Often, I forget the NAS Finder is a good, quick way to compare several products side-by-side. I created a features comparison chart for the FreeNAS mini as well as the two comparison QNAP NASes. The missing green dots make it easy to compare the three NASes. The complete table is fairly large, so you can look at the entire comparison here.
Table updated 11/10/15
Feature comparison of the FreeNAS Mini, QNAP TVS-471-i3-4G and TVS-463
There have been quite a few changes in the FreeNAS mini since the original review. We asked iXsystems for a summary of the major hardware and software changes, which are shown below. Note our original review was for FreeNAS version 8.3 - the current review is FreeNAS version 9.3.
- Sleeker case design; lower power, quieter
- Intel Avoton 8 Core CPU - 2.40 GHz
- ECC RAM. Critically important for FreeNAS/ZFS, the Mini comes standard with 16 GB and can be upgraded to 32 GB.
- 2 Internal 2.5" Slots for SSD Read and Write Cache Drives
- Full Hot-Swap Drive Bays
- Up to 24 TB Storage
- Server Grade Motherboard
- Dual Intel Ethernet Ports (with Teaming function)
- 10Gb Ethernet Upgrade Available
- Remote Management (IPMI) Network Port
- 8 x SATA3 6.0 Gb/s, 4 x SATA2 3.0 Gb/s ports
- Locking Door
- Central plugin repository with in-place updates to easily manage plugins.
- Intelligent compression that improves performance.
- Better support for SSDs used for capacity.
- Support for 6 TB drives
- RESTful API lets you automate the monitoring and management of the FreeNAS Mini
- Boot devices are mirrored and support multiple boot environments.
- Updates can be automatically downloaded and applied.
- Support for the Internet of Things and mobile devices with WebDAV support.
- VAAI/Block and snapshot integration with vSphere snaps.
- Microsoft ODX and cluster shared volumes support.
- Boot images allow you to roll back your system to what it looked like before the update.
- File Sharing supports NFS v4.
- Directory support adds Apple Open Directory, enhanced with Kerberos Realms and Keytab support.
- The administrative GUI has been improved.
- Support for certificates in various services that support SSL or TLS.
One of the major features of FreeNAS is its use of the ZFS (Zettabyte File System). Again, I refer you to Doug's original description of ZFS. As Doug pointed out, "to achieve high degrees of data integrity, ZFS is memory intensive. FreeNAS recommends 1GB of RAM for every 1TB of storage. This is why the Mini Plus has an unusually high amount of memory for a NAS - 16GB."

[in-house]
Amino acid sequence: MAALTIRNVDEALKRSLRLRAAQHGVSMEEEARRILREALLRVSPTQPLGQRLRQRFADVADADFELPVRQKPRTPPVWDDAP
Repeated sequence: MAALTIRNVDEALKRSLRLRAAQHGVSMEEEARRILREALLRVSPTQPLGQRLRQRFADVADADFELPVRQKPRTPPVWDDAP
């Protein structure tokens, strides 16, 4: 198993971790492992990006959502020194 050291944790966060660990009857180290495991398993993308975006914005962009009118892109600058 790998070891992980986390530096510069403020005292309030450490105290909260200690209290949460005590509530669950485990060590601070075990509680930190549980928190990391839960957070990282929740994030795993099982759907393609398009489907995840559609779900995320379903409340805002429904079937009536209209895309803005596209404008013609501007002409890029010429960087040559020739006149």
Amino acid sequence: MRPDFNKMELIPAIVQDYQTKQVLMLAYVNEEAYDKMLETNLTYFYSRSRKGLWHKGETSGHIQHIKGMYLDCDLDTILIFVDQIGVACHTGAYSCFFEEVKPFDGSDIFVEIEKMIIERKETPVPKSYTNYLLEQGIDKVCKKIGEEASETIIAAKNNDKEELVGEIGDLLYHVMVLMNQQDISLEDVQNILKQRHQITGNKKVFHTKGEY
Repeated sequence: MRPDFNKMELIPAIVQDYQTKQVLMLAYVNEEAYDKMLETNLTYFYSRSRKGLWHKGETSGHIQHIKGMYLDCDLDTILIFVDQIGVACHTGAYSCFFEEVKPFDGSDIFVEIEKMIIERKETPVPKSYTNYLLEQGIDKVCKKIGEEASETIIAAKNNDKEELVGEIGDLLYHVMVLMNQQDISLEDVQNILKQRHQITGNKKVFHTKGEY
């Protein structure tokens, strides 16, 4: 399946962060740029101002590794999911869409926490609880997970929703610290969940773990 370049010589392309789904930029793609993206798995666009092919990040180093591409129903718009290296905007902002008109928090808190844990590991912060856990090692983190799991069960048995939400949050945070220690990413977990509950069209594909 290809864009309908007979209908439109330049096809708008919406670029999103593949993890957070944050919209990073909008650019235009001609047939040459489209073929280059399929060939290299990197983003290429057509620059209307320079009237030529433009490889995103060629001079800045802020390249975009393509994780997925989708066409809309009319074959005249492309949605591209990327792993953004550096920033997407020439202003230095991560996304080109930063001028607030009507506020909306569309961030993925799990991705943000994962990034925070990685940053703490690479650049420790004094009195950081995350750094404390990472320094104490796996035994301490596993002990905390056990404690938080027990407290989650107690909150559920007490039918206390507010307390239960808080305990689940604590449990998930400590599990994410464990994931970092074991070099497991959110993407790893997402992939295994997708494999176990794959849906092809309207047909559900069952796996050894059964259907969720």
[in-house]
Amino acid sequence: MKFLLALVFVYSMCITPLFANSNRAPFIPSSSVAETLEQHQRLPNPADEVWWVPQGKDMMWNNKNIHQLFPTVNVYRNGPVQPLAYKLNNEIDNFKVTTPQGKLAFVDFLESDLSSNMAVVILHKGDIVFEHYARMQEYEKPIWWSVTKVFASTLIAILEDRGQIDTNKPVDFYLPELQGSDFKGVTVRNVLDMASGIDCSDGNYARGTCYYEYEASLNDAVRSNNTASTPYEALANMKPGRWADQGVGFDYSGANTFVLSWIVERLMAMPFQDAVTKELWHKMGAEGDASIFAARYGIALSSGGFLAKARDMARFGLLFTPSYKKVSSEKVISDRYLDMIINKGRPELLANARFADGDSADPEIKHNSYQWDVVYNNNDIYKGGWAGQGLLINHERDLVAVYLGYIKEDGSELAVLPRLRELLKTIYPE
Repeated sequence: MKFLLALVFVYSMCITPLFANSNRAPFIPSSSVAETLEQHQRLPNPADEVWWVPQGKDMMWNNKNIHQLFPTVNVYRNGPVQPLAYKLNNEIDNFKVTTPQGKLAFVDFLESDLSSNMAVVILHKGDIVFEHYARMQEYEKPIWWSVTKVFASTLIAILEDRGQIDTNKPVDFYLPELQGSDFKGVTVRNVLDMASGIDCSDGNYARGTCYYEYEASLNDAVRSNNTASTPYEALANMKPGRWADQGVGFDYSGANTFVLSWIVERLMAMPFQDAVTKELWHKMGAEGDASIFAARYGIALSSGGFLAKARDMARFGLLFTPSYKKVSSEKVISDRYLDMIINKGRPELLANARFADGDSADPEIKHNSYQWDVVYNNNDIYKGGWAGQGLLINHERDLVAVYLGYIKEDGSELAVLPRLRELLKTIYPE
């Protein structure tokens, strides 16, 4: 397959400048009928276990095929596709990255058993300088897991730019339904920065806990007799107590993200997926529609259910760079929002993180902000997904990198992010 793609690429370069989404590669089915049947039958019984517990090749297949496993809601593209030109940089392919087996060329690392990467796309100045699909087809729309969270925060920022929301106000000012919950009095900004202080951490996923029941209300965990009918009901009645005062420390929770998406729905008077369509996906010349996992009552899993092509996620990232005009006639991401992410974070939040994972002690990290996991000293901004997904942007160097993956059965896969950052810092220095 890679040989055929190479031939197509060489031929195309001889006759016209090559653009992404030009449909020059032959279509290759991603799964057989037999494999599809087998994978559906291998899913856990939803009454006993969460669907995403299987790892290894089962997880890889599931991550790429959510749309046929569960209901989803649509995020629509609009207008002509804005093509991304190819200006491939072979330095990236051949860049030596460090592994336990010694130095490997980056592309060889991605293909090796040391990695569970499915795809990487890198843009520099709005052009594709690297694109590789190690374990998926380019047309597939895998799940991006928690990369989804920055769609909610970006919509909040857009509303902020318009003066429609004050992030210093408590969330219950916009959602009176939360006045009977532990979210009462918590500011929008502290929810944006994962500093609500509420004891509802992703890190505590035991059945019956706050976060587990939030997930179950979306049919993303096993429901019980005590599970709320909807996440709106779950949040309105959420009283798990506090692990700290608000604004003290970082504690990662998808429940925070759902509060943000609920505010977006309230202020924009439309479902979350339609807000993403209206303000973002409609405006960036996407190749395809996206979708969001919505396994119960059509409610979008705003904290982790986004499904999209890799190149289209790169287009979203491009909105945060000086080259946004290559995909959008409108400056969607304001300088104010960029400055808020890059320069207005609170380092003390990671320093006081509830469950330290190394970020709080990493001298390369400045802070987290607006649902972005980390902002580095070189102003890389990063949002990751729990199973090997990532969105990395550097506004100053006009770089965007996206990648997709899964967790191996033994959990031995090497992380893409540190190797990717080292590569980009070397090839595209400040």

One of the new features of the FreeNAS 9.X operating system is an upgraded UI. The screenshot below shows the UI from version 8.3. Note the limited number of tabs across the top and corresponding menu selections in the left column.
FreeNAS Version 8.3 landing page
The screenshot below shows the landing page (System information) for the current FreeNAS-9.3 OS. Across the top of the screen and arranged vertically in the left column are the major top level menus. If you click on one of the "+" icons next to a menu in the left column, a submenu will open. Note how the submenus under the System tab correspond to the submenus under System in the left column.
FreeNAS Version 9.3 landing page
If you click on the Guide tab or menu, a copy of the FreeNAS user guide will appear as shown below. You can also download the FreeNAS Version 9.3 user guide.
FreeNAS Version 9.3 User Guide
The Gallery below contains some interesting screenshots from some of the other FreeNAS Version 9.3 menus.
Firmware version FreeNAS09.3-STABLE-201509282017 was loaded onto the FreeNAS Mini Gen 2 and performance tests were run using the Revision 5 NAS test process. All tests were run using Western Digital Red 3 TB (WD30EFRX) (x4 SNB supplied)
I filtered the NAS charts for the latest testing method (black bars) and RAID5. The composite image below shows the benchmark results for File Copy Write Performance (left) and File Copy Read Performance (right). For many NASes, the performance is limited not by the ability of the NAS to handle a heavy load, but rather the limit of Gigabit Ethernet and a single client.
Many of the test results for File Copy Read and Write were between 109 and 110 MB/s - about the maximum you can achieve with Gigabit Ethernet. However, for FreeNAS Mini Gen 2 didn't come close to maxing out the Gigabit connection on either the Write or Read File Copy tests. It was 16% slower for write operations and 11 % slower on read operations than the chart-topping 110.1 MB/s.